Dr. Craig Allen with rock art at Bandelier National Monument. Photo Courtesy NPS
BANDELIER NEWS RELEASE
Dr. Craig Allen, long time employee of the U.S. Geological Survey (USGS) stationed at Bandelier National Monument, was awarded the highest honor in the Department of the Interior, the Distinguished Service Award. Dr Allen was recognized for over 35 years of federal service, sharing his expertise as a world-renowned authority on forest and landscape ecology, with extensive knowledge in the consequences on climate variability and change, including the occurrence of drought, wildfires and broadscale tree die-offs.
Dr. Allen established and led the Jemez Mountains Field Station that continues to generate a rich legacy of ecological data and unrivaled understanding of landscape change over space and time in northern New Mexico, under the new name of New Mexico Landscapes Field Station. Through the field station, ongoing collaboration between Santa Fe National Forest, Bandelier National Monument, the Valles Caldera National Preserve, and Los Alamos National Laboratory (LANL) continues. Dr. Allen’s documentation of the Valles Caldera’s unique landscape was crucial to establishing the area as a National Preserve in 2000. His efforts advanced Bandelier as one of the most active and progressive resource-oriented units in the entire national park system. Dr. Allen’s research on landscape change motivated state-of-the-art restoration of degraded, eroding woodlands as a top management priority at Bandelier, informed management actions adopted by the U.S. Army Corps of Engineers and Bureau of Reclamation, contributed to changes in risk assessment for hazardous waste cleanup and containment efforts at LANL, and led to a widely cited publication on the ecological restoration of Southwestern ponderosa pine forests. Dr. Allen’s insight into ponderosa and pinyon pine mortality during the 1950’s drought and the “hot drought” of 2002-2003 profoundly changed how resource managers today think and act regarding the effects of climate change.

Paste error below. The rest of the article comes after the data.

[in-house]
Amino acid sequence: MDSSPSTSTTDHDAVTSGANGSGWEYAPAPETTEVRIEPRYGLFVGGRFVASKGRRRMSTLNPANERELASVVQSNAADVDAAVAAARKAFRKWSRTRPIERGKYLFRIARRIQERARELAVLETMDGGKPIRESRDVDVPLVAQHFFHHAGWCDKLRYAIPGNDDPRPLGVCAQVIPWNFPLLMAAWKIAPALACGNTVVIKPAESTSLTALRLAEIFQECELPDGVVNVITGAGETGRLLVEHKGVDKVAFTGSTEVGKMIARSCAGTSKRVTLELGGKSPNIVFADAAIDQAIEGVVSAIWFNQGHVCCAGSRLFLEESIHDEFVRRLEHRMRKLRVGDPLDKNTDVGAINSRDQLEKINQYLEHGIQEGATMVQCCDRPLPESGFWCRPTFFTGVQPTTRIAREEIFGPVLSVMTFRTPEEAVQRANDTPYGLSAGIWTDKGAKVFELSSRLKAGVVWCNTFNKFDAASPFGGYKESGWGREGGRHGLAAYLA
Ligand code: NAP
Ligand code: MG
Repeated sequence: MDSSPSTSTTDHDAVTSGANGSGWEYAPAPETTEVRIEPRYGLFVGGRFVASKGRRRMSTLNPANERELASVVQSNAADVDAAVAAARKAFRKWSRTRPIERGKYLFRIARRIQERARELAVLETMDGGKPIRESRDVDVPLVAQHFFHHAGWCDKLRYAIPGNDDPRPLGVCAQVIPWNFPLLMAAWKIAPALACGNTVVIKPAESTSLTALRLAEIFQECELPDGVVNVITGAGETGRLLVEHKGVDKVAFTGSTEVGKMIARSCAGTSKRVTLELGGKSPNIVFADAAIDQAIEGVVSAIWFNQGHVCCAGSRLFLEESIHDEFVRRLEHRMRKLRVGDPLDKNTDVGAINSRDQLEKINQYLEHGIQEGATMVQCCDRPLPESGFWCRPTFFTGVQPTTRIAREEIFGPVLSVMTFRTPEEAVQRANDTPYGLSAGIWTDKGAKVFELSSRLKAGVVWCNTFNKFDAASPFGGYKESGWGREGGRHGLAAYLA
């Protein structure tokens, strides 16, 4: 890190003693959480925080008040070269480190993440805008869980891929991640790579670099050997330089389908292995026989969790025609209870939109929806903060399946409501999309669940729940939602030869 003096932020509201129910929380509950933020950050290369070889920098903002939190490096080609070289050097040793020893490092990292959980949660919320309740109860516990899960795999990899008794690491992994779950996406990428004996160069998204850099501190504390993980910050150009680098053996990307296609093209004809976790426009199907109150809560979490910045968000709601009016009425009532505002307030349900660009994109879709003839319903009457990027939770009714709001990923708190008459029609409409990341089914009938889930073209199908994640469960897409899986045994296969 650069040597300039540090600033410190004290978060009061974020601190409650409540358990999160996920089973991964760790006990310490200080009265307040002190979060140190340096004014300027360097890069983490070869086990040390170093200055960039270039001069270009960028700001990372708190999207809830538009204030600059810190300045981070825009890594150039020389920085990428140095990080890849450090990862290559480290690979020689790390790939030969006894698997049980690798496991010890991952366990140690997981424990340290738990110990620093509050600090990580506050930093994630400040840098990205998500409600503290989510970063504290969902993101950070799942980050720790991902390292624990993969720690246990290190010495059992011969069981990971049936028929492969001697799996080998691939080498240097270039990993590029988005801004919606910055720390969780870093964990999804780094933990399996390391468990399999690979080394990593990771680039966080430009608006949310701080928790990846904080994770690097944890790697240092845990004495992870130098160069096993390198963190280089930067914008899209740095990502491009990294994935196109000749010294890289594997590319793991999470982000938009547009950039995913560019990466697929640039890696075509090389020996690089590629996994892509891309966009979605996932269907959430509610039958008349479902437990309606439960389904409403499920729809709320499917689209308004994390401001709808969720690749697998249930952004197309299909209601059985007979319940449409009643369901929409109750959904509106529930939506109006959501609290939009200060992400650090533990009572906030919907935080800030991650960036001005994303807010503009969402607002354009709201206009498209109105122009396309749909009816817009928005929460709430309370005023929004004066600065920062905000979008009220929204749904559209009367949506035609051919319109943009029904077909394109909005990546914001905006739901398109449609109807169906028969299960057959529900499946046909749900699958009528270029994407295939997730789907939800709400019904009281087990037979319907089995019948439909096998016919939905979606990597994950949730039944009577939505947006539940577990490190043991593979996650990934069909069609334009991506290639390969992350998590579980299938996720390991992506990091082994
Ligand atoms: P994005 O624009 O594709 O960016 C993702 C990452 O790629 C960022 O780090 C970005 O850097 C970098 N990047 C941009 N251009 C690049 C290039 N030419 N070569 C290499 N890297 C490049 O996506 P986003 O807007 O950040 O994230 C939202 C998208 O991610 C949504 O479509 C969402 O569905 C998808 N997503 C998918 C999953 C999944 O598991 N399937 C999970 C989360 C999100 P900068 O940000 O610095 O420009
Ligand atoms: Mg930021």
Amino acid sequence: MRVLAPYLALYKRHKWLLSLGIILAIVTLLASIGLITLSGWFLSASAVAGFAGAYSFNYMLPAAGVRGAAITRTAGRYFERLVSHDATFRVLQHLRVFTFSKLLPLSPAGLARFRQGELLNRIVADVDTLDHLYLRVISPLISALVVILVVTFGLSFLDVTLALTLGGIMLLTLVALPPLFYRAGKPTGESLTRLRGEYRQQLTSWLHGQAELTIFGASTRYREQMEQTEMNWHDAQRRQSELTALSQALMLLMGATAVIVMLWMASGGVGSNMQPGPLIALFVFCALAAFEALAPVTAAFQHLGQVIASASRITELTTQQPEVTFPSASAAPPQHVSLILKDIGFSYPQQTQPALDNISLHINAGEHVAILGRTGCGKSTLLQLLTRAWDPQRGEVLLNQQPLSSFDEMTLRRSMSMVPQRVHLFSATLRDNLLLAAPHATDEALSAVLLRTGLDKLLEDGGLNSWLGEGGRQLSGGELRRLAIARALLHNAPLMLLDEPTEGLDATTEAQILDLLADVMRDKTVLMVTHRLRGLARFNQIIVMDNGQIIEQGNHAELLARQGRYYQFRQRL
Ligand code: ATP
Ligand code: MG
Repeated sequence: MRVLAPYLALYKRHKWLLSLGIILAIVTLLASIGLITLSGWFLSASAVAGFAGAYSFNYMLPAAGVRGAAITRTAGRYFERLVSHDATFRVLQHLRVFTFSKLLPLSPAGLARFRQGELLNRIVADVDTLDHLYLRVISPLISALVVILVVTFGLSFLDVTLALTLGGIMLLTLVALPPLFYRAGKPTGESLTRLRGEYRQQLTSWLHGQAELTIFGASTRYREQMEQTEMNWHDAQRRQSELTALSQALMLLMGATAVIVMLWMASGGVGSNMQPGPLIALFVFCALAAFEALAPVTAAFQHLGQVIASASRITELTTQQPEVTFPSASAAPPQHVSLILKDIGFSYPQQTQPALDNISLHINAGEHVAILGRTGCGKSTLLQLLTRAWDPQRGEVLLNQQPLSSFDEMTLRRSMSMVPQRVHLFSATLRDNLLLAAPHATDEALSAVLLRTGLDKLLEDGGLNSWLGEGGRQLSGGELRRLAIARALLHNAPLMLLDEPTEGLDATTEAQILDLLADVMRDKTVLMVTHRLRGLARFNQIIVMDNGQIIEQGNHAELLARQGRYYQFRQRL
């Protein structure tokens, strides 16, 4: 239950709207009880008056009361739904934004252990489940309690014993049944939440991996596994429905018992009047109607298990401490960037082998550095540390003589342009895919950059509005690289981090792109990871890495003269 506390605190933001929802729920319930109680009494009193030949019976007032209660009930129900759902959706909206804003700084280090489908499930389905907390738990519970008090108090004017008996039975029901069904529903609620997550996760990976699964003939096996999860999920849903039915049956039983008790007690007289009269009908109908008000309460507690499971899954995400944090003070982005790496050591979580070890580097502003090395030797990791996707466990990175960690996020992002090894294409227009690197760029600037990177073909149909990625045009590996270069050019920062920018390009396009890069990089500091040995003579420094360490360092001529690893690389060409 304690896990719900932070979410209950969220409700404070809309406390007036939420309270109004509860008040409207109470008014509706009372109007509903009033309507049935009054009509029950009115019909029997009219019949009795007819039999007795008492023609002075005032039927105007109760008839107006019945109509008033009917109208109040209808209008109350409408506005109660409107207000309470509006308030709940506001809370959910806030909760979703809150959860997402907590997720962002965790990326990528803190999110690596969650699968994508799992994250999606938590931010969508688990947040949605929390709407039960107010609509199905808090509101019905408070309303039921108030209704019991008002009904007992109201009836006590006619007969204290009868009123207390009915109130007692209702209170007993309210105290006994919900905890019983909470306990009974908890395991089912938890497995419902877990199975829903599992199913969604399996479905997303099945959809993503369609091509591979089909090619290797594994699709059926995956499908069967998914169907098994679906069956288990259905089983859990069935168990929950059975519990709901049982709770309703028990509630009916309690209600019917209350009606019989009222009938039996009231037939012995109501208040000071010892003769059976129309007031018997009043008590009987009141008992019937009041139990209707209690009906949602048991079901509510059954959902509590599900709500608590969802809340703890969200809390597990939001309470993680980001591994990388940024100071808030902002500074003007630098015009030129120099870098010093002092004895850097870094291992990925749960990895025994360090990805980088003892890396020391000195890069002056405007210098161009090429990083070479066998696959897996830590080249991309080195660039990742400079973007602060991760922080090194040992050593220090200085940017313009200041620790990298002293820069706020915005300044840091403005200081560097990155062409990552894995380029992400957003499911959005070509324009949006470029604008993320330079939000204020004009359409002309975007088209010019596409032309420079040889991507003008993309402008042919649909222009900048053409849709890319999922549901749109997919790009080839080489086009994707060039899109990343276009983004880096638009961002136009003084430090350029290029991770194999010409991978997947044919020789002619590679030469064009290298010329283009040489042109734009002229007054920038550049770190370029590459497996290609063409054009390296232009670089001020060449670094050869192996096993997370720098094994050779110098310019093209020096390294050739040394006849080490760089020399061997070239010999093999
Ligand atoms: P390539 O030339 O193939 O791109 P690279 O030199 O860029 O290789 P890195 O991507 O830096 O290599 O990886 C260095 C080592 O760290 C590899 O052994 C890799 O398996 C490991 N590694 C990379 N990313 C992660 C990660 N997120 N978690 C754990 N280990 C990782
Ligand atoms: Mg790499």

Dr. Allen retired from federal service in early 2021. He continues to work as a volunteer at Bandelier and provide his expertise in important decision making. He and his wife, Seva, live north of Santa Fe. He continues to be involved with local, national, and global forest and climate change issues.
Rangers are available in front of the Bandelier Visitor Center from 8:30am-4:30pm, every day. The park store managed by Western National Parks Association is open from 9am-5pm and Sirphey’s at Bandelier, the café in Frijoles Canyon, is open from 9am-4:30pm.
For more information, contact the Bandelier Visitor Center at 505-672-3861 x 0.
Park entrance fees are $25 per private vehicle, $20 per motorcycle, or $15 per bicycle/individual. All entrance passes are valid for 7 days. Camping fees are not included in entrance fees. America the Beautiful – the National Parks and Federal Recreational Lands passes are accepted for entrance fees. The full suite of America the Beautiful – the National Parks and Federal Recreational Lands passes as well as Bandelier Annual passes are available for purchase at the visitor center. For more information about types of passes and prices, visit: https://www.nps.gov/planyourvisit/passes.htm.
For information about Bandelier visitwww.nps.gov/band, call the visitor center,(505) 672-3861, ext. 0. Like us on Facebook BandelierNPS, follow us on Instagramand Twitter@BandelierNPS.
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